and publication of subscriber directories, including name, academic degree, address,
subscriber number and other contact information for the message, information about
manner and content of the contractual relationship and credit-worthiness.
Furthermore, providers of communication services are obliged to provide the following
data of the owner of technical equipment upon request of the public prosecutor’s office
(Section 76a para 2 Austrian Code of Criminal Procedure):
1. the name, address and terminal identification of a subscriber, who was assigned a
public IP-address on a definite date, unless it would determine a large number of
2. the terminal identification , that is assigned by using e-mail-services;
3. the name and address of a subscriber who was assigned an e-mail-address on a
4. the e-mail-address and the public IP-address of the sender of an e-mail.
Correspondingly, the duty of communication providers to provide the relevant data is also
stipulated in Section 90 para 7 Telecommunications Act
: At the written request of the
competent courts, public prosecutor’s offices or the police responsible for criminal
investigations (Section 76a para 1 Austrian Code of Criminal Procedure), providers of
communications services are obliged to provide those authorities with information on
master data (Section 92 para 3 item 3) on subscribers for the investigation and
prosecution of actual suspicions of a criminal offence. […] In urgent cases, such requests
may be conveyed orally on a preliminary basis.
Definitions and requirements for obtaining information about the data of a message
transmission and the surveillance of messages are regulated in Sections 134 and 135
Austrian Code of Criminal Procedure
According to Section 138 para 2 Austrian Code of Criminal Procedure
(Section 92 para 3 item 1 of the Telecommunications Act: operator of public
communications services) and other providers of services (Sections 13, 16 and 18 para 2
of the E-Commerce Act) are obliged to provide information about data of a message
transmission and to cooperate in the surveillance of messages (Section 135 para 2 and 3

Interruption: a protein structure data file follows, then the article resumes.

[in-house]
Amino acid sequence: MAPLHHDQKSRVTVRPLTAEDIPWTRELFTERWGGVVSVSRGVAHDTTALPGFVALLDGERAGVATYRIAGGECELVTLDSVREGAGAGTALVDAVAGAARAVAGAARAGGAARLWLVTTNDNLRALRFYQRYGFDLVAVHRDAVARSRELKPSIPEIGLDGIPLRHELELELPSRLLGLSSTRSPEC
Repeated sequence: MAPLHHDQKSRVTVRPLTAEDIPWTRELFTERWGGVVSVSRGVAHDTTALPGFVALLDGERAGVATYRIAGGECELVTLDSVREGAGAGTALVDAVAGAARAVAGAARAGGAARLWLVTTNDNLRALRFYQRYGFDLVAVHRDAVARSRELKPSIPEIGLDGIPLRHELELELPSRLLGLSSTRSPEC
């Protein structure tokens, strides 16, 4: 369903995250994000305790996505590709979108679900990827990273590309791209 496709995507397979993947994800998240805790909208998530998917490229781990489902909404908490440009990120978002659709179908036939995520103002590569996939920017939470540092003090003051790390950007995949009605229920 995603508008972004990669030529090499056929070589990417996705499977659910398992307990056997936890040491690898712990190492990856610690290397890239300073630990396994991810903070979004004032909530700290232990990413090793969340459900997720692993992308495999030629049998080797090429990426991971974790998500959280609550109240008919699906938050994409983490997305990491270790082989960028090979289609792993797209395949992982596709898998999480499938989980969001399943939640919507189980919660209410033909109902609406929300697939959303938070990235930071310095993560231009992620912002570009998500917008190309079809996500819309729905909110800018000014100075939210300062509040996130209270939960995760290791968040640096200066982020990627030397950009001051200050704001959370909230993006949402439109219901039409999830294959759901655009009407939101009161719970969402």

Austrian Code of Criminal Procedure).
Relevant excerpt of the Austrian Code of Criminal Procedure for obtaining data of a
message transmission and the surveillance of messages:
Definitions Section 134.
For the purposes of the present law, the following terms shall mean:
2. “information about the data of a message transmission” is information that is provided
about communication data (Section 92 para 3 item 4 of the Telecommunications Act),
access data (Section 92 para 3 item 4a of the Telecommunications Act) and position
data (Section 92 para 3 item 6 of the Telecommunications Act) of a
telecommunications service, or a service of the information society (Section 1 para 1
item 2 of the Notification Act),
3. “surveillance of messages” is the determination of the contents of messages (Section
92 para 3 item 7 of the Telecommunications Act), which are exchanged or forwarded
via a communications network (Section 3 item 11 of the Telecommunications Act), or a
service of the information society (Section 1 para 1 item 2 of the Notification Act),
[…] Confiscation of Letters, Information about Data of a Message Transmission, as well
as Surveillance of Messages
(2) Information about the data of a message transmission shall be admissible
1. if and as long as it is urgently suspected that one of the persons concerned by the
information has kidnapped or otherwise seized another person, and that the
information about data is restricted to such a message of which it has to be assumed
that it was communicated, received or sent by the accused at the time when the
person was deprived of his/her liberty,
2. if it is to be expected that this can promote the clearing up of a punishable act,
committed with intent, which carries a prison term of more than six months, and if the
owner of the technical equipment, which was or will be the source or the target of a
message transmission, expressly agrees to it, or
3. if it is to be expected that this can promote the clearing up of a punishable act,
committed with intent, which carries a prison term of more than one year, and if it is
to be assumed, on account of certain facts, that data concerning the accused can
thus be obtained.
(3) The surveillance of messages shall be admissible
1. in the cases of paragraph (2) item 1,
2. in the cases of paragraph (2) item 2, whenever the owner of the technical
equipment, which was or will be the source or target of the message transmission
agrees to the surveillance,
3. if this appears to be required to clear up a punishable act, committed with intent,
that carries a prison term of more than one year, or if the clearing up or prevention
of a punishable act, committed or planned within the framework of a criminal or
terrorist association or a criminal organisation (Section 278 to Section 278b of the
Criminal Law Code) would otherwise be essentially impeded, and
a. the owner of the technical equipment, which was or will be the source or
target of messages is urgently suspected of a punishable act, committed with
intent, that carries a prison term of more than one year, or of a punishable act
pursuant to Section 278 to Section 278b of the Criminal Law Code, or
b. it is to be expected, on account of certain facts, that a person urgently
suspected of the offence (letter a) will use the technical equipment or will
establish contact with it;
4. if it is to be expected, on account of certain facts, that the whereabouts of a
fugitive or absent accused may be determined, who is urgently suspected of a
punishable act, committed with intent, that carries a prison term of more than one